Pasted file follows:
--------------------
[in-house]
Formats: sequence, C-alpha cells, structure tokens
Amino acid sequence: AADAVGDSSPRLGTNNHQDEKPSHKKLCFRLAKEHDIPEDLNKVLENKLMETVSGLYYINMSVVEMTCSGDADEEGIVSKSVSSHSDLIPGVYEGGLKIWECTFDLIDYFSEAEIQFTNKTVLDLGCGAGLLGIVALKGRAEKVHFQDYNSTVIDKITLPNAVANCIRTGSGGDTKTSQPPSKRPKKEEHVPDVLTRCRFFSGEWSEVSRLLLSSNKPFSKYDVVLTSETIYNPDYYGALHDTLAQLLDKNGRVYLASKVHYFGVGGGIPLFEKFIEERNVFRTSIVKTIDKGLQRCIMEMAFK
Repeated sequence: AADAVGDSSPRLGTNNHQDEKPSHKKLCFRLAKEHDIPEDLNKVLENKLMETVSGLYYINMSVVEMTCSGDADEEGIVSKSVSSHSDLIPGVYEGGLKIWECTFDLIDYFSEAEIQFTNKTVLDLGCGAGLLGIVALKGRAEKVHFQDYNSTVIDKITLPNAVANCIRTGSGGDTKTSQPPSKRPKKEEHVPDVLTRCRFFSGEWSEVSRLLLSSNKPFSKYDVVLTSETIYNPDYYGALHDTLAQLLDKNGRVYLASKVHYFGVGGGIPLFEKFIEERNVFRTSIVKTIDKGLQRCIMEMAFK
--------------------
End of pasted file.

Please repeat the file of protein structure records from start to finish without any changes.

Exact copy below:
[in-house]
Formats: sequence, C-alpha cells, structure tokens
Amino acid sequence: AADAVGDSSPRLGTNNHQDEKPSHKKLCFRLAKEHDIPEDLNKVLENKLMETVSGLYYINMSVVEMTCSGDADEEGIVSKSVSSHSDLIPGVYEGGLKIWECTFDLIDYFSEAEIQFTNKTVLDLGCGAGLLGIVALKGRAEKVHFQDYNSTVIDKITLPNAVANCIRTGSGGDTKTSQPPSKRPKKEEHVPDVLTRCRFFSGEWSEVSRLLLSSNKPFSKYDVVLTSETIYNPDYYGALHDTLAQLLDKNGRVYLASKVHYFGVGGGIPLFEKFIEERNVFRTSIVKTIDKGLQRCIMEMAFK
Repeated sequence: AADAVGDSSPRLGTNNHQDEKPSHKKLCFRLAKEHDIPEDLNKVLENKLMETVSGLYYINMSVVEMTCSGDADEEGIVSKSVSSHSDLIPGVYEGGLKIWECTFDLIDYFSEAEIQFTNKTVLDLGCGAGLLGIVALKGRAEKVHFQDYNSTVIDKITLPNAVANCIRTGSGGDTKTSQPPSKRPKKEEHVPDVLTRCRFFSGEWSEVSRLLLSSNKPFSKYDVVLTSETIYNPDYYGALHDTLAQLLDKNGRVYLASKVHYFGVGGGIPLFEKFIEERNVFRTSIVKTIDKGLQRCIMEMAFK